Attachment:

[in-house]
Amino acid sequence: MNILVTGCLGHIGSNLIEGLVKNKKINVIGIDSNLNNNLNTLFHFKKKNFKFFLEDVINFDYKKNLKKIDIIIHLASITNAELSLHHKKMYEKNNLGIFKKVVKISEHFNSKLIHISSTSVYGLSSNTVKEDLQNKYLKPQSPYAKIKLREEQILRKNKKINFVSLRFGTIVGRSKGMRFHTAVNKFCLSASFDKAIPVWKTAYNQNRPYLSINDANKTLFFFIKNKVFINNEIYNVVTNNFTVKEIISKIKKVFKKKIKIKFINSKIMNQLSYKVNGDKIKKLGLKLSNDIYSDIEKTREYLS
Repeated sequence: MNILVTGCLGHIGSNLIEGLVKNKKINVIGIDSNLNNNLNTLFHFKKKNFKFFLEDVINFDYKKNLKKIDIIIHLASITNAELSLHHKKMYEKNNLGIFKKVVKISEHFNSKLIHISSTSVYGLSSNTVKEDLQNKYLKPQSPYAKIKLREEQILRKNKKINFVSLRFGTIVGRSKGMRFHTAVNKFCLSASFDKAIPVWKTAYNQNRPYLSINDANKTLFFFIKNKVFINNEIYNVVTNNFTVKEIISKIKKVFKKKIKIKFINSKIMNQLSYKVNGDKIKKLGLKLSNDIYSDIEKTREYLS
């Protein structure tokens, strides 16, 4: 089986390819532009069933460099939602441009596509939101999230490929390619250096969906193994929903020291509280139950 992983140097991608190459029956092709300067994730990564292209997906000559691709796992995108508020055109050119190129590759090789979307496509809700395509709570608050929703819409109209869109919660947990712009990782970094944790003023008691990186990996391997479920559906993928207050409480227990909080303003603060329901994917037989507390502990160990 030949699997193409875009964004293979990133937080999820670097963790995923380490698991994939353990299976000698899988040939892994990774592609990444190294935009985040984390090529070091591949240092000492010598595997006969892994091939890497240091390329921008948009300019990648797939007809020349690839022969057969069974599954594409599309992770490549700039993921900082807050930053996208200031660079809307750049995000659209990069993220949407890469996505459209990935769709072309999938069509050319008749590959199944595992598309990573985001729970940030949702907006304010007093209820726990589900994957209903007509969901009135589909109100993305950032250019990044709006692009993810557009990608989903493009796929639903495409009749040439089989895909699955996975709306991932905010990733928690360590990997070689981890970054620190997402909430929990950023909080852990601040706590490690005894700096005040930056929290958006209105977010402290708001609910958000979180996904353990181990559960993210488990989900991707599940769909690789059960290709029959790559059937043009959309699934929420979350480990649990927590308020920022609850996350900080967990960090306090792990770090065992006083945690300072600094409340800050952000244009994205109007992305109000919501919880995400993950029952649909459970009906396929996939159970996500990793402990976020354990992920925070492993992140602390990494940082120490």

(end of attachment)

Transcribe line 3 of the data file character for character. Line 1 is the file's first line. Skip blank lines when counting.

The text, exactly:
Repeated sequence: MNILVTGCLGHIGSNLIEGLVKNKKINVIGIDSNLNNNLNTLFHFKKKNFKFFLEDVINFDYKKNLKKIDIIIHLASITNAELSLHHKKMYEKNNLGIFKKVVKISEHFNSKLIHISSTSVYGLSSNTVKEDLQNKYLKPQSPYAKIKLREEQILRKNKKINFVSLRFGTIVGRSKGMRFHTAVNKFCLSASFDKAIPVWKTAYNQNRPYLSINDANKTLFFFIKNKVFINNEIYNVVTNNFTVKEIISKIKKVFKKKIKIKFINSKIMNQLSYKVNGDKIKKLGLKLSNDIYSDIEKTREYLS